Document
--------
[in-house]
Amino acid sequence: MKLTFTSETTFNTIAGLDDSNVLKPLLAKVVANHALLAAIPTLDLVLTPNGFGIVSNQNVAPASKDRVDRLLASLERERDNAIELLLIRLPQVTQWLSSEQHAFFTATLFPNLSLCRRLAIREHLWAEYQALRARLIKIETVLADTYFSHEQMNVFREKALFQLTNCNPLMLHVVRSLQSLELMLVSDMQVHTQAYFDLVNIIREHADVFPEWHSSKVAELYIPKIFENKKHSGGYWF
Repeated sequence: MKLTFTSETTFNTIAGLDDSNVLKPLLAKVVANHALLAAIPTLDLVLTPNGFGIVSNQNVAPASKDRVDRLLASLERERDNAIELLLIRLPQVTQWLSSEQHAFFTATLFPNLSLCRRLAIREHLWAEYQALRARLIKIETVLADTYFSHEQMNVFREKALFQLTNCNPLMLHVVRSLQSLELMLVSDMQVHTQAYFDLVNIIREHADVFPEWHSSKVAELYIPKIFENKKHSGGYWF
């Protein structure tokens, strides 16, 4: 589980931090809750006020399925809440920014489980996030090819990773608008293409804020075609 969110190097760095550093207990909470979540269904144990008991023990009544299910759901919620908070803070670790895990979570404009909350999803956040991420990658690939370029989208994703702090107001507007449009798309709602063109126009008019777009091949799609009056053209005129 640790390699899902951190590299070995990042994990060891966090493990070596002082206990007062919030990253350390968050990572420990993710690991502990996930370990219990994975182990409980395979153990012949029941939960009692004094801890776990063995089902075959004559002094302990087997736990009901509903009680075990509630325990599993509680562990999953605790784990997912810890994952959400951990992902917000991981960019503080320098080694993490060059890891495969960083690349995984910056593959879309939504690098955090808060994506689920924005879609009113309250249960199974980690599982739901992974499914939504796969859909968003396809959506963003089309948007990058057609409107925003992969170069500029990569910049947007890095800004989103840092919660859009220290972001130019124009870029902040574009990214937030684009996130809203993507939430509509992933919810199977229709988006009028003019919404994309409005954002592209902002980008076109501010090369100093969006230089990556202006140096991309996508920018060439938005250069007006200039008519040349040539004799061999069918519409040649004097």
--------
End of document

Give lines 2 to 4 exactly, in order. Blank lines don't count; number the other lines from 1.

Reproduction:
Amino acid sequence: MKLTFTSETTFNTIAGLDDSNVLKPLLAKVVANHALLAAIPTLDLVLTPNGFGIVSNQNVAPASKDRVDRLLASLERERDNAIELLLIRLPQVTQWLSSEQHAFFTATLFPNLSLCRRLAIREHLWAEYQALRARLIKIETVLADTYFSHEQMNVFREKALFQLTNCNPLMLHVVRSLQSLELMLVSDMQVHTQAYFDLVNIIREHADVFPEWHSSKVAELYIPKIFENKKHSGGYWF
Repeated sequence: MKLTFTSETTFNTIAGLDDSNVLKPLLAKVVANHALLAAIPTLDLVLTPNGFGIVSNQNVAPASKDRVDRLLASLERERDNAIELLLIRLPQVTQWLSSEQHAFFTATLFPNLSLCRRLAIREHLWAEYQALRARLIKIETVLADTYFSHEQMNVFREKALFQLTNCNPLMLHVVRSLQSLELMLVSDMQVHTQAYFDLVNIIREHADVFPEWHSSKVAELYIPKIFENKKHSGGYWF
């Protein structure tokens, strides 16, 4: 589980931090809750006020399925809440920014489980996030090819990773608008293409804020075609 969110190097760095550093207990909470979540269904144990008991023990009544299910759901919620908070803070670790895990979570404009909350999803956040991420990658690939370029989208994703702090107001507007449009798309709602063109126009008019777009091949799609009056053209005129 640790390699899902951190590299070995990042994990060891966090493990070596002082206990007062919030990253350390968050990572420990993710690991502990996930370990219990994975182990409980395979153990012949029941939960009692004094801890776990063995089902075959004559002094302990087997736990009901509903009680075990509630325990599993509680562990999953605790784990997912810890994952959400951990992902917000991981960019503080320098080694993490060059890891495969960083690349995984910056593959879309939504690098955090808060994506689920924005879609009113309250249960199974980690599982739901992974499914939504796969859909968003396809959506963003089309948007990058057609409107925003992969170069500029990569910049947007890095800004989103840092919660859009220290972001130019124009870029902040574009990214937030684009996130809203993507939430509509992933919810199977229709988006009028003019919404994309409005954002592209902002980008076109501010090369100093969006230089990556202006140096991309996508920018060439938005250069007006200039008519040349040539004799061999069918519409040649004097």